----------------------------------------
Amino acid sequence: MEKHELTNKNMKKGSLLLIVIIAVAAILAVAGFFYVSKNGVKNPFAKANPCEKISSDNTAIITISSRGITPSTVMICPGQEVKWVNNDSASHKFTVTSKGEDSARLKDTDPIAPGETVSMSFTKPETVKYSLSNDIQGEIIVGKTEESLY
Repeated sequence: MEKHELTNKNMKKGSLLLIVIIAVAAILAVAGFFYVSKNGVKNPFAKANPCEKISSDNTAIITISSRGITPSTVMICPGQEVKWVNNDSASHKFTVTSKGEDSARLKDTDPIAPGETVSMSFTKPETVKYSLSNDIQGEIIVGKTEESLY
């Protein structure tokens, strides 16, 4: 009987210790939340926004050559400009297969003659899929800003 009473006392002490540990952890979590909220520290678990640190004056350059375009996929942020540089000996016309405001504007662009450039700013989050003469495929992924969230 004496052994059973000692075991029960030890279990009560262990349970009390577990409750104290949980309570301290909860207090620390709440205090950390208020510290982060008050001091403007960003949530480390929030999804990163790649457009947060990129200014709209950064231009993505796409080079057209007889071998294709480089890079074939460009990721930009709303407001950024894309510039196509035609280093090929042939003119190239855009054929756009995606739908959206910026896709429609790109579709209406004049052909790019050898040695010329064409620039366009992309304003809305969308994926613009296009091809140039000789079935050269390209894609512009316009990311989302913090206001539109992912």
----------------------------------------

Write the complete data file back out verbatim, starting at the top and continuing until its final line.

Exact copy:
Amino acid sequence: MEKHELTNKNMKKGSLLLIVIIAVAAILAVAGFFYVSKNGVKNPFAKANPCEKISSDNTAIITISSRGITPSTVMICPGQEVKWVNNDSASHKFTVTSKGEDSARLKDTDPIAPGETVSMSFTKPETVKYSLSNDIQGEIIVGKTEESLY
Repeated sequence: MEKHELTNKNMKKGSLLLIVIIAVAAILAVAGFFYVSKNGVKNPFAKANPCEKISSDNTAIITISSRGITPSTVMICPGQEVKWVNNDSASHKFTVTSKGEDSARLKDTDPIAPGETVSMSFTKPETVKYSLSNDIQGEIIVGKTEESLY
């Protein structure tokens, strides 16, 4: 009987210790939340926004050559400009297969003659899929800003 009473006392002490540990952890979590909220520290678990640190004056350059375009996929942020540089000996016309405001504007662009450039700013989050003469495929992924969230 004496052994059973000692075991029960030890279990009560262990349970009390577990409750104290949980309570301290909860207090620390709440205090950390208020510290982060008050001091403007960003949530480390929030999804990163790649457009947060990129200014709209950064231009993505796409080079057209007889071998294709480089890079074939460009990721930009709303407001950024894309510039196509035609280093090929042939003119190239855009054929756009995606739908959206910026896709429609790109579709209406004049052909790019050898040695010329064409620039366009992309304003809305969308994926613009296009091809140039000789079935050269390209894609512009316009990311989302913090206001539109992912």